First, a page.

Boris Herrmann in the final spurt
Boris Herrmann has a serious chance to win his Vendée Globe premiere after 67 days at sea. Experts have been predicting this for days. Now the 39-year-old skipper of the "Seaexplorer - Yacht Club de Monaco" has said it himself and quite calmly: "There are definitely chances of victory." On Thursday afternoon he had already worked his way up to fifth place. At the front, "Apivia" skipper Charlie Dalin was able to slightly increase his lead over Louis Burton by 20 nautical miles. Another 35 nautical miles behind, "LinkedOut" skipper Thomas Ruyant stayed on with a broken wing. In fourth place, Damien Seguin still couldn't be shaken off on "Groupe Apicil" without any foils. Yannick Bestaven, the big loser in the weather development of the past few days, fell behind Herrmann with "Maître Coq IV" and is now almost 100 nautical miles behind Charlie Dalin.
Fourth placed Damien Seguin recently enjoyed this prospect, who with his "Groupe Apicil" still kept up with the leading boats without any foils
Here Boris Herrmann tells what he will dream of when he is back home in Hamburg
In the online press conference Boris Herrmann spoke about the latest developments, his own prospects and his longing for the end of this marathon. Here are excerpts from his statements on the individual topics:
About the course of the final phase:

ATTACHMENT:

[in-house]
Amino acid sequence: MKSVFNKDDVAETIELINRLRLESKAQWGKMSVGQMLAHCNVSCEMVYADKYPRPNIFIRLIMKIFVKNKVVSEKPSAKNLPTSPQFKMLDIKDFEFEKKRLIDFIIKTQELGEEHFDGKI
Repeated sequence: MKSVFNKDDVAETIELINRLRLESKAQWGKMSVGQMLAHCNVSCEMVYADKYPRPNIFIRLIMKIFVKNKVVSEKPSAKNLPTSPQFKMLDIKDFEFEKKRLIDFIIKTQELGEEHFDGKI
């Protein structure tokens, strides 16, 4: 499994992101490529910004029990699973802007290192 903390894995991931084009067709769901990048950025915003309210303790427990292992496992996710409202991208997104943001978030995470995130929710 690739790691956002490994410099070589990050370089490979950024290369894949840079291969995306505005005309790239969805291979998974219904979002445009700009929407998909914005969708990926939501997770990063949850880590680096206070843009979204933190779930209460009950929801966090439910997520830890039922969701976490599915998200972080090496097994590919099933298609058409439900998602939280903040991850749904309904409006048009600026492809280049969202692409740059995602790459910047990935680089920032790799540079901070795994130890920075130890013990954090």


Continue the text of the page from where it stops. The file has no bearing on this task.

The alarms start over and over again. The nerves are tense. The boat foils under full load. We'll be at the equator in three days. Until then, the wind will leave. That makes it a little easier. In the northeast trade wind we can have strong winds again. Then it goes home to the west wind zone with its low pressure areas and space sheets. In between the doldrums are still there. If the first ones stop there, there might be a few more miles to gain.
To your own mental state:
I'm very tense right now. Like almost never before. We have almost never had these foiling conditions. Hard blows go through ship and body. At 22 knots we already exceed all load values. Then the alert level is red. So it's about half the time.
To the competition ahead of him:
I drive my race. What others do is more of a reference for me. Burton surprises me. He has not been seen like this in the past. I was not expecting that. Dalin and Ruyant are so keepers of secrets, they don't say what's going on. I don't care if they can use foils or not. Apparently yes. Dalin goes 16 knots. You can't do that without foils.
Surprisingly strong, and not just for Boris Herrmann: the "Bureau Vallée 2" skipper Louis Burton in second place
"Secret carrier" Charlie Dalin: How severely is the front runner actually handicapped?
What is still going on for Thomas Ruyant, who is currently in third place?
On the big losses of the former front runner Yannick Bestaven: